Wednesday, April 05, 2006

Does Homeschool produce social misfits?

Out of all the questions we've received about homeschooling our children, I think that most have been about the social issues.

We have learned much about this, both from articles that we have read, as well as from our own experiences.

First of all, we learned that it shouldn't be assumed that our kids social lives are so healthy in a traditional school setting.

Some studies have shown a substantial decline in self-image for many children even after just the first grade. Social pressures, mean kids, bullying etc., can be brutal at any age, especially in the early grades.

All of these factors influence a child's social abilities.

One thing that we had read really stunned me. It wasn't that it was so shocking, it was just something we had never thought of before. We read that in order for kids to become socially strong and have a good self-esteem, (self-esteem has a strong influence on social skills), they needed to be guided or mentored by adults. (parents maybe?)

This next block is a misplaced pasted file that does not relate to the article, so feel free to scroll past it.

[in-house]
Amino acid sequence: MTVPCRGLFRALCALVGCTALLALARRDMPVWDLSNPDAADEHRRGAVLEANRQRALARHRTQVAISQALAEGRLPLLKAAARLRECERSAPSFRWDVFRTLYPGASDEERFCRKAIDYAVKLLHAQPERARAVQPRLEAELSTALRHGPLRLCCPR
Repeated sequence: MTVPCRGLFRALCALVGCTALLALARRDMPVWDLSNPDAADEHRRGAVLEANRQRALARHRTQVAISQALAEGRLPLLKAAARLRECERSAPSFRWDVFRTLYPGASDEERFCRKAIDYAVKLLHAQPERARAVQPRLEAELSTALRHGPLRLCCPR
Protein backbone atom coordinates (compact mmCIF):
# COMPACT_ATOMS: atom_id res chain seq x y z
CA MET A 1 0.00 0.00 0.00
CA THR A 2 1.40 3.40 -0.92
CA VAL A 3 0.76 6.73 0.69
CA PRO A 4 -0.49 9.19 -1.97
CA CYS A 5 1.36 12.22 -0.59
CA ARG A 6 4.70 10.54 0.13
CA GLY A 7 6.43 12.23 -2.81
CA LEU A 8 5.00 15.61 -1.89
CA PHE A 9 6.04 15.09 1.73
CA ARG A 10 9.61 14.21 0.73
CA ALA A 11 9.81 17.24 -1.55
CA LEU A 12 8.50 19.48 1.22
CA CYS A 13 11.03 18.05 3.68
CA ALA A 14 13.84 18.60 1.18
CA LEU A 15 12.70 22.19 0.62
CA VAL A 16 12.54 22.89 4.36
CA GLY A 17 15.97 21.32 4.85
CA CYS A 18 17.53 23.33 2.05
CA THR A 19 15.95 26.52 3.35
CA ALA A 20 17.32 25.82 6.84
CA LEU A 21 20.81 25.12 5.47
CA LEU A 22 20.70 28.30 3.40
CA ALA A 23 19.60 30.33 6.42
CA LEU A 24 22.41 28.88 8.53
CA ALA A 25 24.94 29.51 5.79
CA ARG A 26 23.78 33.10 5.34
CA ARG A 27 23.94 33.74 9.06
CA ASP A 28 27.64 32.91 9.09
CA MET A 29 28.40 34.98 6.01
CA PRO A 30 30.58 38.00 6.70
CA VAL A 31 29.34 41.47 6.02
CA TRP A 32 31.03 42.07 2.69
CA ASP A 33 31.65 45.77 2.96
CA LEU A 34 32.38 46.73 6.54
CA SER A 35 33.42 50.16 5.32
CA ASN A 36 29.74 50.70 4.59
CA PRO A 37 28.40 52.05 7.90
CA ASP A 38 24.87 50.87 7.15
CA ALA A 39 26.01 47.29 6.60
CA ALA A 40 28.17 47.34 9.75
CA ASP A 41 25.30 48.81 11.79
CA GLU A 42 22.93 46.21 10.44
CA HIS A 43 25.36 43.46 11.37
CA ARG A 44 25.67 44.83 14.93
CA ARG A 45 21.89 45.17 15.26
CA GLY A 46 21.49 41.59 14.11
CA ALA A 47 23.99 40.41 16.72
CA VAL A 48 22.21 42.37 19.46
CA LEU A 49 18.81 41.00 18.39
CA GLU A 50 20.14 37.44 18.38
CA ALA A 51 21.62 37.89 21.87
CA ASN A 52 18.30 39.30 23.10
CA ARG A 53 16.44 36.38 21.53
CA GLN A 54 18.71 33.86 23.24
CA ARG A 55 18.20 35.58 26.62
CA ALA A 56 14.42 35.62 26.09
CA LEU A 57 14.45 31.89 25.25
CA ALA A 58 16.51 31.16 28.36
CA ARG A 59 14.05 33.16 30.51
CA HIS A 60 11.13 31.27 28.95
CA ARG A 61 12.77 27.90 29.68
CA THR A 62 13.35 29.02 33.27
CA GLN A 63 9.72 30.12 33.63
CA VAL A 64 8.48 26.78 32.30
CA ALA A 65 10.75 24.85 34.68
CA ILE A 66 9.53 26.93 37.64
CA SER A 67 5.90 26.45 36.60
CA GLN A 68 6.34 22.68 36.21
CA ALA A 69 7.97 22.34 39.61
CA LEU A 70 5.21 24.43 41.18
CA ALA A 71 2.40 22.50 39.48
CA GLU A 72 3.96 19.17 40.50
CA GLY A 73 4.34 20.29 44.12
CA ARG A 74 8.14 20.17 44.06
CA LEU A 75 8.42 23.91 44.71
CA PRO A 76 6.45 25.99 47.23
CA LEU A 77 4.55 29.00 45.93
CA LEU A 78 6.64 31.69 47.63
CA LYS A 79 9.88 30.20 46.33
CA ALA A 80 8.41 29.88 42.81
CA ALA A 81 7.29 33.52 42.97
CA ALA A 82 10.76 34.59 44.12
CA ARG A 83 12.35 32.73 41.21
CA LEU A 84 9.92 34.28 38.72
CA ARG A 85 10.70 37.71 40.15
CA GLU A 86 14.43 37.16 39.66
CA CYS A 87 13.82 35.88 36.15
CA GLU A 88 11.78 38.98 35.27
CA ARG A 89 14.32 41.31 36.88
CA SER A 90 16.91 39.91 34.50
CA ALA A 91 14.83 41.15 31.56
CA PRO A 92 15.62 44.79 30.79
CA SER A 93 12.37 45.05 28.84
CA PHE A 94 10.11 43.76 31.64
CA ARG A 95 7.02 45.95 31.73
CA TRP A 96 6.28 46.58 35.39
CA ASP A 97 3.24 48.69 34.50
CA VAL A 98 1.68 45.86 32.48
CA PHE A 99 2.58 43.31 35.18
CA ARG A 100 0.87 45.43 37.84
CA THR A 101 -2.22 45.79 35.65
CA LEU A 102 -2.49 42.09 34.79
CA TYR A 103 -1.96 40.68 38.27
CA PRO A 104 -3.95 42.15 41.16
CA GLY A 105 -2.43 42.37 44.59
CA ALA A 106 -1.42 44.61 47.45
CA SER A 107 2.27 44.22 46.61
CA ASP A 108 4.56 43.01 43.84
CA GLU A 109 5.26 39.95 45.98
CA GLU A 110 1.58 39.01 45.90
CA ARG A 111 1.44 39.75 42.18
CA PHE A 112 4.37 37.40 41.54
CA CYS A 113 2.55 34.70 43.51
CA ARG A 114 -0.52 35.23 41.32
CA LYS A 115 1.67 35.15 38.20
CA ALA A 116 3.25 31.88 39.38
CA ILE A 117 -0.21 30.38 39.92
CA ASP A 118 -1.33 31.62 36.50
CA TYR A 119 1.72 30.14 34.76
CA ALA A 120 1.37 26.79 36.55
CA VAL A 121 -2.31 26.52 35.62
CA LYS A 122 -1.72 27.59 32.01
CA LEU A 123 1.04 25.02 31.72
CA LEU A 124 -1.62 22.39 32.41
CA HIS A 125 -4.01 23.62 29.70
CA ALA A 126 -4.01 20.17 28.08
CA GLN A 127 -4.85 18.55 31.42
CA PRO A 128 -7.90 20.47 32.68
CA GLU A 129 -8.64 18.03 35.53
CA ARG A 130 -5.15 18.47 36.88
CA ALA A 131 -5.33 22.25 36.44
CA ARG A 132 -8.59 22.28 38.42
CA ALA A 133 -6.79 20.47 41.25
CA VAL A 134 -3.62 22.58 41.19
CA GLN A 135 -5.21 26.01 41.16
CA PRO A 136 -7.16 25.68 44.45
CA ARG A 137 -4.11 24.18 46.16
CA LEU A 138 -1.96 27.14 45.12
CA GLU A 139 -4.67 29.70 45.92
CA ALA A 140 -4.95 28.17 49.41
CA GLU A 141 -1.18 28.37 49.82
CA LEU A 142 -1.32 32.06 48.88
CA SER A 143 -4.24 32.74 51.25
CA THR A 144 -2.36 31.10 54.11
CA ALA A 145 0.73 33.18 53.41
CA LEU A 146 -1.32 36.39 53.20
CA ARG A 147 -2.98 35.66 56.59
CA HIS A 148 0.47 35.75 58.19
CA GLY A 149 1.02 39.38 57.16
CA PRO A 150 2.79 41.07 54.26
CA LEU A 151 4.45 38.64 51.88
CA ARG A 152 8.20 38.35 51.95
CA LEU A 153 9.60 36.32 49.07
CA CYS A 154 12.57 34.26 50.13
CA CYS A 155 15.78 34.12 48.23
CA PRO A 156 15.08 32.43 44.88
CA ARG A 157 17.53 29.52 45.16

In the school system, most of their best social time is spent with strong influences from their peers rather than adults.

They may be taught academically by grown-ups, but most of their social influence happens on the playground with people their own age.

Our experience has been that our own children have strong self-esteems and handle themselves very well, both with other children as well as with adults.

I'm not saying that every school system is a social problem ready to happen. Rather, our personal reading and experience has led us to believe that homeschooling can produce socially balanced kids.

A one on one teaching environment from someone who loves them, more than makes up for any social concerns that you may have.

1 comment:

Dave Mack said...

Yes, some children do suffer at school. The everdy social pressures of school life can affect their self esteem.

However, these social pressures can also test their morals, open them up to all kinds of experiences and help them develop long lasting and important friendships.

Lettng them go to school and interact with other children will make them more well rounded and confident children in the long run.

But thats just my humble opinion.